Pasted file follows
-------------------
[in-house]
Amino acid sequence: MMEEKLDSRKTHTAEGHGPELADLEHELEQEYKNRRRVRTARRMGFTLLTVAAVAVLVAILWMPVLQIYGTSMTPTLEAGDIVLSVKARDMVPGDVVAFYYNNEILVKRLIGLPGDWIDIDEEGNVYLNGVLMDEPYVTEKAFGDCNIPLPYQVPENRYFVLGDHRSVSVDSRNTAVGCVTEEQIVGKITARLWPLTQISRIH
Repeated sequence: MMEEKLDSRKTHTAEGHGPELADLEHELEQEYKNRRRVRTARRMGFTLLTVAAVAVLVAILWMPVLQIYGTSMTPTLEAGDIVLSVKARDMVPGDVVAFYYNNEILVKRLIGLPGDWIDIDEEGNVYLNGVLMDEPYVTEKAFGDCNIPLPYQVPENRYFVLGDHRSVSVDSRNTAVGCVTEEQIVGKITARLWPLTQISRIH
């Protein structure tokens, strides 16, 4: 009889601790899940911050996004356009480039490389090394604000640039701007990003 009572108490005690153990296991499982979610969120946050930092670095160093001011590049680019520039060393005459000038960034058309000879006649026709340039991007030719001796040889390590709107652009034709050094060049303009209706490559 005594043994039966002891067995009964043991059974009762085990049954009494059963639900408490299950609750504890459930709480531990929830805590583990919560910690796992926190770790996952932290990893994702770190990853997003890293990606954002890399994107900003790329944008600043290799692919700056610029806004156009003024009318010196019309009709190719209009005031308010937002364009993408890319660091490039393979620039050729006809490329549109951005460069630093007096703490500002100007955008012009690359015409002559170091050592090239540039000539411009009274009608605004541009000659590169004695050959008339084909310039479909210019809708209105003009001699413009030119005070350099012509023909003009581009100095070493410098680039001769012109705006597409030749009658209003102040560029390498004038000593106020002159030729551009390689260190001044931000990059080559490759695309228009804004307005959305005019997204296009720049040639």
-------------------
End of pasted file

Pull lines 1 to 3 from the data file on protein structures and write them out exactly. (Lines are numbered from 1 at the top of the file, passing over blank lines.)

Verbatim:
[in-house]
Amino acid sequence: MMEEKLDSRKTHTAEGHGPELADLEHELEQEYKNRRRVRTARRMGFTLLTVAAVAVLVAILWMPVLQIYGTSMTPTLEAGDIVLSVKARDMVPGDVVAFYYNNEILVKRLIGLPGDWIDIDEEGNVYLNGVLMDEPYVTEKAFGDCNIPLPYQVPENRYFVLGDHRSVSVDSRNTAVGCVTEEQIVGKITARLWPLTQISRIH
Repeated sequence: MMEEKLDSRKTHTAEGHGPELADLEHELEQEYKNRRRVRTARRMGFTLLTVAAVAVLVAILWMPVLQIYGTSMTPTLEAGDIVLSVKARDMVPGDVVAFYYNNEILVKRLIGLPGDWIDIDEEGNVYLNGVLMDEPYVTEKAFGDCNIPLPYQVPENRYFVLGDHRSVSVDSRNTAVGCVTEEQIVGKITARLWPLTQISRIH